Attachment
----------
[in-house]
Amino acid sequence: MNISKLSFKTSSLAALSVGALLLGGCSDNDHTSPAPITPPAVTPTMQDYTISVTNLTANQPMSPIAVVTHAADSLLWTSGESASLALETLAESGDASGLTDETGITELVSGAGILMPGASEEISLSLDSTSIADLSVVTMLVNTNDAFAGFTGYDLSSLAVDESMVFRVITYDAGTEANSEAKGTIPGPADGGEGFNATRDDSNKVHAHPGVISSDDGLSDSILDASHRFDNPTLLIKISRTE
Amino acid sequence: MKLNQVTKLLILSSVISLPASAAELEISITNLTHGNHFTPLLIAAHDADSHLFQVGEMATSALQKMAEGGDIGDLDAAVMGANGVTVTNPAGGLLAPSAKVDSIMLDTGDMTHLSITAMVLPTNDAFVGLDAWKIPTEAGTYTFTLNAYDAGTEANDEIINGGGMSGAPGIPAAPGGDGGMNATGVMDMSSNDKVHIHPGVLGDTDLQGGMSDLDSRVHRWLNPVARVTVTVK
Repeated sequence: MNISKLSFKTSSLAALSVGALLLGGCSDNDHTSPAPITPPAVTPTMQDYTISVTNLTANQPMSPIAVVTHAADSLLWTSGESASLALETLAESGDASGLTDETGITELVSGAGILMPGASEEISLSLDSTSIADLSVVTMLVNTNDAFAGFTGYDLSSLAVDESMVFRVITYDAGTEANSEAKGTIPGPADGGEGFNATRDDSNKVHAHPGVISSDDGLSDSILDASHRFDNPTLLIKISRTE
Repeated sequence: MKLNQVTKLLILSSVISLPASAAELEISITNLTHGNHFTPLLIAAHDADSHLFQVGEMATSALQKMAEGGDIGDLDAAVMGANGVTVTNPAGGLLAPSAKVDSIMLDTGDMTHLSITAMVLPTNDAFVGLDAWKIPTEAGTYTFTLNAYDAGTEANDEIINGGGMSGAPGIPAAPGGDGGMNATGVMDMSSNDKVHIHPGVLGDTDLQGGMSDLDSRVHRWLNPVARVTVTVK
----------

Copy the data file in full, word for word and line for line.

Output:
[in-house]
Amino acid sequence: MNISKLSFKTSSLAALSVGALLLGGCSDNDHTSPAPITPPAVTPTMQDYTISVTNLTANQPMSPIAVVTHAADSLLWTSGESASLALETLAESGDASGLTDETGITELVSGAGILMPGASEEISLSLDSTSIADLSVVTMLVNTNDAFAGFTGYDLSSLAVDESMVFRVITYDAGTEANSEAKGTIPGPADGGEGFNATRDDSNKVHAHPGVISSDDGLSDSILDASHRFDNPTLLIKISRTE
Amino acid sequence: MKLNQVTKLLILSSVISLPASAAELEISITNLTHGNHFTPLLIAAHDADSHLFQVGEMATSALQKMAEGGDIGDLDAAVMGANGVTVTNPAGGLLAPSAKVDSIMLDTGDMTHLSITAMVLPTNDAFVGLDAWKIPTEAGTYTFTLNAYDAGTEANDEIINGGGMSGAPGIPAAPGGDGGMNATGVMDMSSNDKVHIHPGVLGDTDLQGGMSDLDSRVHRWLNPVARVTVTVK
Repeated sequence: MNISKLSFKTSSLAALSVGALLLGGCSDNDHTSPAPITPPAVTPTMQDYTISVTNLTANQPMSPIAVVTHAADSLLWTSGESASLALETLAESGDASGLTDETGITELVSGAGILMPGASEEISLSLDSTSIADLSVVTMLVNTNDAFAGFTGYDLSSLAVDESMVFRVITYDAGTEANSEAKGTIPGPADGGEGFNATRDDSNKVHAHPGVISSDDGLSDSILDASHRFDNPTLLIKISRTE
Repeated sequence: MKLNQVTKLLILSSVISLPASAAELEISITNLTHGNHFTPLLIAAHDADSHLFQVGEMATSALQKMAEGGDIGDLDAAVMGANGVTVTNPAGGLLAPSAKVDSIMLDTGDMTHLSITAMVLPTNDAFVGLDAWKIPTEAGTYTFTLNAYDAGTEANDEIINGGGMSGAPGIPAAPGGDGGMNATGVMDMSSNDKVHIHPGVLGDTDLQGGMSDLDSRVHRWLNPVARVTVTVK